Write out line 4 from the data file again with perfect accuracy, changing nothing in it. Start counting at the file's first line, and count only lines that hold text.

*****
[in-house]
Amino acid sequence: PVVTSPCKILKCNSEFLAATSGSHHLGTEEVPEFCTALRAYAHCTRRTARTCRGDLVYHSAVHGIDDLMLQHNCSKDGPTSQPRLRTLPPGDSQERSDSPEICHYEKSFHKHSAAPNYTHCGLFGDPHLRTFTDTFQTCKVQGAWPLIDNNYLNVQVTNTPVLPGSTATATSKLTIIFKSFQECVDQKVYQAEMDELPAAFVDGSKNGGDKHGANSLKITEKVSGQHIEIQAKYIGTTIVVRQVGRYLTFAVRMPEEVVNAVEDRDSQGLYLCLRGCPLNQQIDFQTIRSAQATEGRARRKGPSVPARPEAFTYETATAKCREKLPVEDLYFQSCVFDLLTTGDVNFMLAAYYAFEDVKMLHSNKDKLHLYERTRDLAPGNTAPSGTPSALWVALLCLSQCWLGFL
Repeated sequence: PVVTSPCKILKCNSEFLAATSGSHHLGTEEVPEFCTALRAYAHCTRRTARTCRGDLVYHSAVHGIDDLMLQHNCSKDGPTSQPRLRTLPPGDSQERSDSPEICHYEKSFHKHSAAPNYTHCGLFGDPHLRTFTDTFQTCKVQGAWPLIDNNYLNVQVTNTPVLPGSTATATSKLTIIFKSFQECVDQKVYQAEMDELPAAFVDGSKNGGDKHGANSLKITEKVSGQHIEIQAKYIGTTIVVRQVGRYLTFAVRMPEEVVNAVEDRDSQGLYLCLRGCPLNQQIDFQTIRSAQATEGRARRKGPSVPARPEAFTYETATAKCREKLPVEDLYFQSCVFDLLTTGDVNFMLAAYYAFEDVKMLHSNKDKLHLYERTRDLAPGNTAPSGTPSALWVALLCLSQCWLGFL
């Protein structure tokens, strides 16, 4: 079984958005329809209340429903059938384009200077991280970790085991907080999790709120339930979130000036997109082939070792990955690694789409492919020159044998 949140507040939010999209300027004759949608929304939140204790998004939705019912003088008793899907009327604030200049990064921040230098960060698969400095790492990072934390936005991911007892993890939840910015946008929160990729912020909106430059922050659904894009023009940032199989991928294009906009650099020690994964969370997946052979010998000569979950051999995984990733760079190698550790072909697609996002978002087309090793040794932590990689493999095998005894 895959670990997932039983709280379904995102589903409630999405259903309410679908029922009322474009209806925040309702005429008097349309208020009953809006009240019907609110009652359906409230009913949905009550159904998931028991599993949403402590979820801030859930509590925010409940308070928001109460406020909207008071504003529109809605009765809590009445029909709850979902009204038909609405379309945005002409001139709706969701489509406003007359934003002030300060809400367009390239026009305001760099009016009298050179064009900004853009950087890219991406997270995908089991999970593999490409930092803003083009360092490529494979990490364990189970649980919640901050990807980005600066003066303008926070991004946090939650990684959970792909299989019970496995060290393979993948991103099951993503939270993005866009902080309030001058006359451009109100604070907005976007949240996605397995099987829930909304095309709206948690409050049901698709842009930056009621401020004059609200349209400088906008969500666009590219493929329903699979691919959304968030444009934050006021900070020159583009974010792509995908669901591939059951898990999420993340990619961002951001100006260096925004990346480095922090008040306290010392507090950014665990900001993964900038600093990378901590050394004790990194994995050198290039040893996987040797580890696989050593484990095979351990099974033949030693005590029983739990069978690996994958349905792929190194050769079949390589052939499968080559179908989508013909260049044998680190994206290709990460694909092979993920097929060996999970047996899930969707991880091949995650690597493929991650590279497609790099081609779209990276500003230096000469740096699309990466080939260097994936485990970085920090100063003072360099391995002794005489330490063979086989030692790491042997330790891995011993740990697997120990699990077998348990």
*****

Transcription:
């Protein structure tokens, strides 16, 4: 079984958005329809209340429903059938384009200077991280970790085991907080999790709120339930979130000036997109082939070792990955690694789409492919020159044998 949140507040939010999209300027004759949608929304939140204790998004939705019912003088008793899907009327604030200049990064921040230098960060698969400095790492990072934390936005991911007892993890939840910015946008929160990729912020909106430059922050659904894009023009940032199989991928294009906009650099020690994964969370997946052979010998000569979950051999995984990733760079190698550790072909697609996002978002087309090793040794932590990689493999095998005894 895959670990997932039983709280379904995102589903409630999405259903309410679908029922009322474009209806925040309702005429008097349309208020009953809006009240019907609110009652359906409230009913949905009550159904998931028991599993949403402590979820801030859930509590925010409940308070928001109460406020909207008071504003529109809605009765809590009445029909709850979902009204038909609405379309945005002409001139709706969701489509406003007359934003002030300060809400367009390239026009305001760099009016009298050179064009900004853009950087890219991406997270995908089991999970593999490409930092803003083009360092490529494979990490364990189970649980919640901050990807980005600066003066303008926070991004946090939650990684959970792909299989019970496995060290393979993948991103099951993503939270993005866009902080309030001058006359451009109100604070907005976007949240996605397995099987829930909304095309709206948690409050049901698709842009930056009621401020004059609200349209400088906008969500666009590219493929329903699979691919959304968030444009934050006021900070020159583009974010792509995908669901591939059951898990999420993340990619961002951001100006260096925004990346480095922090008040306290010392507090950014665990900001993964900038600093990378901590050394004790990194994995050198290039040893996987040797580890696989050593484990095979351990099974033949030693005590029983739990069978690996994958349905792929190194050769079949390589052939499968080559179908989508013909260049044998680190994206290709990460694909092979993920097929060996999970047996899930969707991880091949995650690597493929991650590279497609790099081609779209990276500003230096000469740096699309990466080939260097994936485990970085920090100063003072360099391995002794005489330490063979086989030692790491042997330790891995011993740990697997120990699990077998348990």